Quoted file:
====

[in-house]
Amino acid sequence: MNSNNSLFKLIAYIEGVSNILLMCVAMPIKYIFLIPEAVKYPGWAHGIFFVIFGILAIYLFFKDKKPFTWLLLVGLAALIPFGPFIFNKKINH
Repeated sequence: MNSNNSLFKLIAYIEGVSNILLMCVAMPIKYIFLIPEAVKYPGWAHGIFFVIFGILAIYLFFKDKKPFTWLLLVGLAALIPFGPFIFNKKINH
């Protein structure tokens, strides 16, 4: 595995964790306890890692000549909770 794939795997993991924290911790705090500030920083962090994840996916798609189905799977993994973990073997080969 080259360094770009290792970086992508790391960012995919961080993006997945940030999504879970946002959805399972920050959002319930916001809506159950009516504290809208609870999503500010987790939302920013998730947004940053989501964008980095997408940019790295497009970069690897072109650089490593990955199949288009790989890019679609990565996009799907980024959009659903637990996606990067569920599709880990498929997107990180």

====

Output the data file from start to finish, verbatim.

[in-house]
Amino acid sequence: MNSNNSLFKLIAYIEGVSNILLMCVAMPIKYIFLIPEAVKYPGWAHGIFFVIFGILAIYLFFKDKKPFTWLLLVGLAALIPFGPFIFNKKINH
Repeated sequence: MNSNNSLFKLIAYIEGVSNILLMCVAMPIKYIFLIPEAVKYPGWAHGIFFVIFGILAIYLFFKDKKPFTWLLLVGLAALIPFGPFIFNKKINH
């Protein structure tokens, strides 16, 4: 595995964790306890890692000549909770 794939795997993991924290911790705090500030920083962090994840996916798609189905799977993994973990073997080969 080259360094770009290792970086992508790391960012995919961080993006997945940030999504879970946002959805399972920050959002319930916001809506159950009516504290809208609870999503500010987790939302920013998730947004940053989501964008980095997408940019790295497009970069690897072109650089490593990955199949288009790989890019679609990565996009799907980024959009659903637990996606990067569920599709880990498929997107990180």